15. Who Were the Jaets?
17. The Qi Dan People
|1. Mythological Time||2. Outline of Denmark|
|3. Denmark Unites||4. The Viking Age|
|5. The Middle Age||6. Swedish Wars|
|7. The England Wars||8. Slesvig Wars|
|9. The Sound Due||10. The Present|
|11. The Slaws||12. Literature|
Odin was the ruler of the Asia men, who settled on the island of Fyn. He was a great army man, Snorri wrote.
Thus Snorre lists Odin's ancestors: "His famous ancestor was Thror, whom we call Thor, his son was Loridi, his son was Ejnridi, his son Vingethor, his son Vingener, his son Moda, his son Magni, his son Seskef, his son Bedvig, his son Atra, his son Itrmann, his son Heremod, his son Skjaldun, who is called Skjold (Shield), his son Bjaf, his son Jat, his son Gudolf, his son Finn, his son Frallaf and he had the son Vodin, who was Odin."
The Royal family on the balcony of the castle. - The Danish kings and Queen Margrethe are directly descended from the Aesirs.
Here we are actually told that Odin is descended from Thor. It's the opposite world! In the rest of the Norse mythology Thor is the son of Odin!
It is because that "Odin" was originally a title, not a name.
In another Indo-European language, Russian, the word odin means the number one. Something similar it may also have meant in the Danes original East Indo-European language. Odin meant the supreme leader, the first, number one. It can be Odin, the nameless, the greatest among gods; It can mean Odin, the All Father, the ultimate, original ancestor. But it can also mean Odin, the leader of the Danes, who was the king and commander, who settled on the island of Fyn and gave name to the city of Odense. Odin was a title, a kind of king. This may be why, very few personal names contained the word "Odin".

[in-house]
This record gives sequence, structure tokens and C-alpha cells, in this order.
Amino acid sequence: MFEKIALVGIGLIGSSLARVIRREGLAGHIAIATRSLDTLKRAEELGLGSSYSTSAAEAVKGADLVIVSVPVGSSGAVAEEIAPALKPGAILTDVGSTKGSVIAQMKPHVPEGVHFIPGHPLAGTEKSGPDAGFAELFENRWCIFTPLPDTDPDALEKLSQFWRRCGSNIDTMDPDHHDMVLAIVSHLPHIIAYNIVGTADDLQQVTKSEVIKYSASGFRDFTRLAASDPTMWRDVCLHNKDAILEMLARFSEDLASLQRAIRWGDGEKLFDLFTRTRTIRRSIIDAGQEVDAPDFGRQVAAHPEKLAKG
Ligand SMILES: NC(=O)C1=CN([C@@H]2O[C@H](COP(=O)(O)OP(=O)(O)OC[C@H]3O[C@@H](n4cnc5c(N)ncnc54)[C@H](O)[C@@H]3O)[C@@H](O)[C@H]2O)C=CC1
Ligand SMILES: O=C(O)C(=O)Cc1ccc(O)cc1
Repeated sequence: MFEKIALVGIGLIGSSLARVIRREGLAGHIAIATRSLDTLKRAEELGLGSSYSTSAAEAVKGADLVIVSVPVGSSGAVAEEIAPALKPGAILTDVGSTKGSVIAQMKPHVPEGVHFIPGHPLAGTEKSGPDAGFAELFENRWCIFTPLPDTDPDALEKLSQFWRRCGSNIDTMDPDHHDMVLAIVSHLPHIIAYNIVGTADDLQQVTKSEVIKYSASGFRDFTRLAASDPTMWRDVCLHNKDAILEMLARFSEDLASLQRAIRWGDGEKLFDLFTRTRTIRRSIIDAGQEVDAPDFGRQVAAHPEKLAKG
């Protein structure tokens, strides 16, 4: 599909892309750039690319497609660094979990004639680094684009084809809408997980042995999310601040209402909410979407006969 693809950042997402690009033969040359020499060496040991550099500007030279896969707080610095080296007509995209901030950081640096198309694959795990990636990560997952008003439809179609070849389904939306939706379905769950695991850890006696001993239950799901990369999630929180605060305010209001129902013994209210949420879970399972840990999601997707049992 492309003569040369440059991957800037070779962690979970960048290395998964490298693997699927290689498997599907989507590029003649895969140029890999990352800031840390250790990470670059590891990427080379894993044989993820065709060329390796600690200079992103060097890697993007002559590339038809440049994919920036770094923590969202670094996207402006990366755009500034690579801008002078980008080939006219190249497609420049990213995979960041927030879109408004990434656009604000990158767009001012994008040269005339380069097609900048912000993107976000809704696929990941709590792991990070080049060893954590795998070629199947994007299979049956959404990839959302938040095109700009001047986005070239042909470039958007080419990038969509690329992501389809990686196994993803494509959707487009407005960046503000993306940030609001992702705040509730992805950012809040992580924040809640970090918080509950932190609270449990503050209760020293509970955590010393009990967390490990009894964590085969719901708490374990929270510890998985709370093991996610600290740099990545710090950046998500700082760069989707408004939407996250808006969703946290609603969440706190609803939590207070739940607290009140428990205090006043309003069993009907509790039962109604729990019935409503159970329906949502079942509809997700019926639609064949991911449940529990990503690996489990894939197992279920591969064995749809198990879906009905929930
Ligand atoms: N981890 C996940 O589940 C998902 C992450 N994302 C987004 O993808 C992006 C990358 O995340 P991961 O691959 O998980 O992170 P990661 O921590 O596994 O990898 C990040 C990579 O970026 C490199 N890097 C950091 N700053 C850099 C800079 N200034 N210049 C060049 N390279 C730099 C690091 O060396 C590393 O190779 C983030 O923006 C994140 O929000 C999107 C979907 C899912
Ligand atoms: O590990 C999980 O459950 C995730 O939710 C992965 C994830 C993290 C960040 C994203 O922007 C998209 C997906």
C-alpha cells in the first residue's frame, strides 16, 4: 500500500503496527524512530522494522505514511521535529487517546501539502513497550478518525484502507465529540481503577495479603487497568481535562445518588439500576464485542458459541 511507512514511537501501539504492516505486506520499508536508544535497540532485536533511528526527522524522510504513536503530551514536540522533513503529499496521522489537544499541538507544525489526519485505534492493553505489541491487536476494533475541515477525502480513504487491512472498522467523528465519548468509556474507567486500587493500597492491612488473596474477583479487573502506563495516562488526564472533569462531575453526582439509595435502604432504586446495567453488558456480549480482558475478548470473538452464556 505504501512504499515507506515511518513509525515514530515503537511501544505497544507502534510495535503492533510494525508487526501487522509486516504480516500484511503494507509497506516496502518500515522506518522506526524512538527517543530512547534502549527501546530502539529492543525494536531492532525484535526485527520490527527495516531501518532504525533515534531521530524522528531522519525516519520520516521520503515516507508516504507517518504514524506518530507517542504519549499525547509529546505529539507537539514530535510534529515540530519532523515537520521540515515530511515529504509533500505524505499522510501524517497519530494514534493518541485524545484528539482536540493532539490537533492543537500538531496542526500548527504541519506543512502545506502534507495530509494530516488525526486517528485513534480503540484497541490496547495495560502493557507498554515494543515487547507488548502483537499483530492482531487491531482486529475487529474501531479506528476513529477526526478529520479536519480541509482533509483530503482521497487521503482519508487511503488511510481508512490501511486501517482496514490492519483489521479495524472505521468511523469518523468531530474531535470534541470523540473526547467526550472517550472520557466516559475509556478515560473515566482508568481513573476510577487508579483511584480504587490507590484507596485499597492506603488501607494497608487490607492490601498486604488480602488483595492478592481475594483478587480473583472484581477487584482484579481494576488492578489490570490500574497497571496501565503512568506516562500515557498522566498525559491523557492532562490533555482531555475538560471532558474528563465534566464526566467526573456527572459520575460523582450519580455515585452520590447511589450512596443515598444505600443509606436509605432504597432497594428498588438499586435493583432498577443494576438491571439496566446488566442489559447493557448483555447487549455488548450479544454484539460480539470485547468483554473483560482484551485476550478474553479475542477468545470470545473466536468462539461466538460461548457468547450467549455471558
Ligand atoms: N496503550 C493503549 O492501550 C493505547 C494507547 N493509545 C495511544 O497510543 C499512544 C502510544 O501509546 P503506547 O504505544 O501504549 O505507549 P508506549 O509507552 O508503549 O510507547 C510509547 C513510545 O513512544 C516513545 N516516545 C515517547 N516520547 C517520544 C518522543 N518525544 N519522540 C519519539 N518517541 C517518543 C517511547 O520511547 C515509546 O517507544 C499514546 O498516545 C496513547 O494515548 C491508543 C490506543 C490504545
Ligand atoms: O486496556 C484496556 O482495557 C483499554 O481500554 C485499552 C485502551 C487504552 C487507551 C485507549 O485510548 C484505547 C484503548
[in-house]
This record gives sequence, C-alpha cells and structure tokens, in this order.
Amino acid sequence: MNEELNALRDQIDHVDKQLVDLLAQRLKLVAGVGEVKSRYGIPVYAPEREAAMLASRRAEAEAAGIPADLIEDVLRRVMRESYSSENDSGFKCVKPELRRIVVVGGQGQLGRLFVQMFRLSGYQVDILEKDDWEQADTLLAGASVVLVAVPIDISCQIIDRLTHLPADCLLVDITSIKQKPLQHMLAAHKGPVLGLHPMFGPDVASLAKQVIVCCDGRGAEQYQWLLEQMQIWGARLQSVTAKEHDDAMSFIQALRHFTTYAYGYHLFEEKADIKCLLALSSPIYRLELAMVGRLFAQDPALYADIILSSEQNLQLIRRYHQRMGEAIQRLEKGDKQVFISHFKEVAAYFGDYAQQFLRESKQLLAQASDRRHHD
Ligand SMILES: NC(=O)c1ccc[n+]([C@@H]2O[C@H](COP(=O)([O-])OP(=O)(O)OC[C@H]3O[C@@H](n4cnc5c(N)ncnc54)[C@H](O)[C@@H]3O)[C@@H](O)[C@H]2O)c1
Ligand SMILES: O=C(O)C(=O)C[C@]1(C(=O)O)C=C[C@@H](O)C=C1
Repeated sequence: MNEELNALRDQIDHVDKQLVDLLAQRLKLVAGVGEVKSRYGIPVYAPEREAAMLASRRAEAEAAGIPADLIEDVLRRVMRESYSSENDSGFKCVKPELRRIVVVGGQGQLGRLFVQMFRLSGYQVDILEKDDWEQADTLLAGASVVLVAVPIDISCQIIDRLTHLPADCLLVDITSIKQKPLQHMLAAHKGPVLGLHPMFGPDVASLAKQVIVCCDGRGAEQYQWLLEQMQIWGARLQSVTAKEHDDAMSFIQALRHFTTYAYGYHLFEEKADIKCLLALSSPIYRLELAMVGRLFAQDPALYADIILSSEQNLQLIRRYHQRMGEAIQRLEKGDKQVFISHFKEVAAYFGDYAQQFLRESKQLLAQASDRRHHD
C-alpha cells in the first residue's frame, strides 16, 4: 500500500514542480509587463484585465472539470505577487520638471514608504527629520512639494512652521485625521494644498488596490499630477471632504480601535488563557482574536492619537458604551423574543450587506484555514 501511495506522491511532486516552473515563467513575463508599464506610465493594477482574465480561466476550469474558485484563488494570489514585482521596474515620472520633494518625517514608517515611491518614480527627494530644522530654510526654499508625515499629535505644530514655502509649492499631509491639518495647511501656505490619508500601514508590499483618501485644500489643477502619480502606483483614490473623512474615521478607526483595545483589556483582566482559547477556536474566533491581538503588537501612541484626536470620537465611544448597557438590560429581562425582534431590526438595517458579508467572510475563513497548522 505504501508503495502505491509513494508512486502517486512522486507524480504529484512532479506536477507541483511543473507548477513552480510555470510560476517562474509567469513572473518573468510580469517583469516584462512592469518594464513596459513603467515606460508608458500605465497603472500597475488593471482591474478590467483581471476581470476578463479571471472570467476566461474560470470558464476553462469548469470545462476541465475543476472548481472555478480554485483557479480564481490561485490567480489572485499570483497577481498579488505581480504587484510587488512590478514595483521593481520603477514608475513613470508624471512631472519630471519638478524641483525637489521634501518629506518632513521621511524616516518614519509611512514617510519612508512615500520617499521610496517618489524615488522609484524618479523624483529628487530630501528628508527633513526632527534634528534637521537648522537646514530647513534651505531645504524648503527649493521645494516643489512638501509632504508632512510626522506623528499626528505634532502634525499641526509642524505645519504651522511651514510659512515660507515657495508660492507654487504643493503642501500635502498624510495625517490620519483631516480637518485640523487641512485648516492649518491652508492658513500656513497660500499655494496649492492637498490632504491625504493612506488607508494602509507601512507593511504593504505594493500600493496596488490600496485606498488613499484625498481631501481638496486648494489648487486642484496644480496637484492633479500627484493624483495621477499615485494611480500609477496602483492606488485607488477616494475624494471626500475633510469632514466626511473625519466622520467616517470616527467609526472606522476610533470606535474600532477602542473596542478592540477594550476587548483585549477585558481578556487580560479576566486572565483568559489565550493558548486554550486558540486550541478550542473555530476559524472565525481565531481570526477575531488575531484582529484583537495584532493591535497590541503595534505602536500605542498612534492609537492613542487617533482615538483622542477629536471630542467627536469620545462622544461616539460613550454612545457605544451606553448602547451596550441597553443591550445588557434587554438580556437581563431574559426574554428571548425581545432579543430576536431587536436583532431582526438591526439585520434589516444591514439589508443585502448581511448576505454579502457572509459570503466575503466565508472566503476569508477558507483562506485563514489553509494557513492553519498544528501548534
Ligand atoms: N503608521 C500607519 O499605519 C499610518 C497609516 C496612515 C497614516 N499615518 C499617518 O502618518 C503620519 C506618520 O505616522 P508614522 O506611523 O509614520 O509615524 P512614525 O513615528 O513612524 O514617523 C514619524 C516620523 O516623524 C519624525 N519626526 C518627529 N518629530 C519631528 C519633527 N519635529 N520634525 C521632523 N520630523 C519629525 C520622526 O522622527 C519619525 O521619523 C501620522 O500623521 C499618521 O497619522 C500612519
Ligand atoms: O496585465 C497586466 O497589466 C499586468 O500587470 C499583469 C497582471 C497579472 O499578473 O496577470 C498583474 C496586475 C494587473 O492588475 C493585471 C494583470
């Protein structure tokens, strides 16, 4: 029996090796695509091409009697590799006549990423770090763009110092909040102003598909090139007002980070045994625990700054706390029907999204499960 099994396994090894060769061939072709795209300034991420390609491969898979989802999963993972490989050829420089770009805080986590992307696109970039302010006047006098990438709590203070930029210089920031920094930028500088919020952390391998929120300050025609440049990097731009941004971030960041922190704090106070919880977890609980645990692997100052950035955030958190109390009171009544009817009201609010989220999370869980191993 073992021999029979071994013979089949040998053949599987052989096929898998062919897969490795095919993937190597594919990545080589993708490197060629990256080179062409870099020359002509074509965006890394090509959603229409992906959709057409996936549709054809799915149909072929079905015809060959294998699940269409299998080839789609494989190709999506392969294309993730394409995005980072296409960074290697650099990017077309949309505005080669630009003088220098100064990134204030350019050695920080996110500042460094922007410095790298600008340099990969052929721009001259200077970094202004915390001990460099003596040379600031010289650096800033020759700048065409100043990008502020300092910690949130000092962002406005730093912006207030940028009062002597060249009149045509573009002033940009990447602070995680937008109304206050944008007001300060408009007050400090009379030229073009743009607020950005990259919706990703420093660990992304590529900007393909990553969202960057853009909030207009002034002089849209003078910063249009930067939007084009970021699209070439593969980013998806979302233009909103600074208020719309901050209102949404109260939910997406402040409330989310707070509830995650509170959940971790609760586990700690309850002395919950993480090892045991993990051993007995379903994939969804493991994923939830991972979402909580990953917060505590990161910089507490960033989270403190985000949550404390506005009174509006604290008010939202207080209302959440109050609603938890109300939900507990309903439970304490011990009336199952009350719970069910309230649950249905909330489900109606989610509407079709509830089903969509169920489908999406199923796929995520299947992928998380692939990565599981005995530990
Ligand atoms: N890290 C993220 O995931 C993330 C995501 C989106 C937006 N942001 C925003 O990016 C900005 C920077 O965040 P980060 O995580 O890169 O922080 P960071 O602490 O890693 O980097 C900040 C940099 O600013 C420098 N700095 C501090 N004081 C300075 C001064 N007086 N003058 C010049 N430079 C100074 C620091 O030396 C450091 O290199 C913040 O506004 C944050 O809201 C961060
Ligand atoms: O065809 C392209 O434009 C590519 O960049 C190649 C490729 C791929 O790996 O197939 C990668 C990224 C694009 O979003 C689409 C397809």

Odin, the leader of the Gods, on his eigth-legged horse, Sleipner - Icelandic drawing from the ninteenth century.
This last Vodin was "Odin", namely king and the leader of the men from Asia, who settled on Fyn. His family tree shows that he was the rightful "Odin", as he actually descended from the Gods. Such as the Danish kings still do also today. The Queen Margrethe and the crown prince Frederik are descended directly from the Aesir kings from the Middle World, and it gives them the right to the throne - and the duty.
This Odin, the leader and supreme military commander of the Aesirs, should not be confused with Odin, the leader of the Gods, or Odin, the Allfather, the first and original ancestor.
Saxo tells, how the Danish king Frode came into confrontation to the Huns. Frodes Norwegian scout and close adviser, Erik, revealed that Frode's Hunnish queen was cheating her husband. She was apparently quite difficult to control. Frode repudiated her and thus arosed the anger of the powerful king Hun of the Huns. All the Gothic and Slawish kingdoms around the Baltic then learned, that the Huns would use this excuse to subjugate also this part of the world. Two years had king Hun devoted to his preparations for the campaign, it was known.
Saxo Grammaticus wrote Gesta Danorum, which means the Feats of the Danes.
In their distress the Gothic and Vendish kingdoms turned to the Danes, asking them to be in charge of them all in the fateful war that would come. It was known that the Danes were great army men.
First, the Danes and their allies beated the enemy fleet. Saxo tells that the enemy, "the Ruthenians", (Russians, it is said), more had their strength in numeric abundance than in bravery, and the small band of heavy-handed Danes were victorious. When king Frode's ships should sail home, they encountered an unprecedented obstacle. The sea was littered with corpses and bits of shields and spears. Against the land army of the Huns king Frode used the scorched earth tactic, Saxo says. Only after the Huns had been weakened, split and divided, king Frode took up battle against the ancient enemy. When the fighting had lasted for seven days, king Hun was killed in battle, and the rest of the Huns surrendered. So far as one in three days could ride, the ground was littered with corpses.
Beowulf is received at the Danish court.
Helmold of Bosau used in his Slaw Chronicle in general the term Danes (Danorum, Dani and other inflected forms) to describe the peoples, who live in Denmark.
But in his opening chapter about the differences between the Slaws he writes: "The Hungarian people were once exceedingly brave, energetic warriors, feared even by the Roman Empire. For after the Huns and the Danes had raged, the Hungarians broke rampaging in and crushed and torn to bits and pieces all neighbouring kingdoms". ("Ungarica gens validissima quondam et in armis strennua, ipsi etiam Romano imperio formidolosa. Nam post Hunorum atque Danorum strages tercia Ungarorum desevit irruptio, omnia finitima regna vastans atque collidens.")